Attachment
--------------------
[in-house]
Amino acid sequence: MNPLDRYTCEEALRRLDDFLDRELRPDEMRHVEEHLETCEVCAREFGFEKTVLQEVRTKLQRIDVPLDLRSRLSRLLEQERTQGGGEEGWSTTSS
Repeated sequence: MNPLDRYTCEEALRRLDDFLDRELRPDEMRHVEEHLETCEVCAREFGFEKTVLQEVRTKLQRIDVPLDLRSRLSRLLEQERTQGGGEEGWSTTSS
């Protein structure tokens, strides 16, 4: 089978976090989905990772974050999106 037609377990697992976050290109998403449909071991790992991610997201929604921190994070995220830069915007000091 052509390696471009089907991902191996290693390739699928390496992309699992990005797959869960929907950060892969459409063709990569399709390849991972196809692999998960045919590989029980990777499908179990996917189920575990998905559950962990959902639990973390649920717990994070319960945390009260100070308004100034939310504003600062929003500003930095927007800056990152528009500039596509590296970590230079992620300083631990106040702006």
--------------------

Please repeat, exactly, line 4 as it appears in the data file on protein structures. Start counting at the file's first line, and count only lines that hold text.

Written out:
């Protein structure tokens, strides 16, 4: 089978976090989905990772974050999106 037609377990697992976050290109998403449909071991790992991610997201929604921190994070995220830069915007000091 052509390696471009089907991902191996290693390739699928390496992309699992990005797959869960929907950060892969459409063709990569399709390849991972196809692999998960045919590989029980990777499908179990996917189920575990998905559950962990959902639990973390649920717990994070319960945390009260100070308004100034939310504003600062929003500003930095927007800056990152528009500039596509590296970590230079992620300083631990106040702006």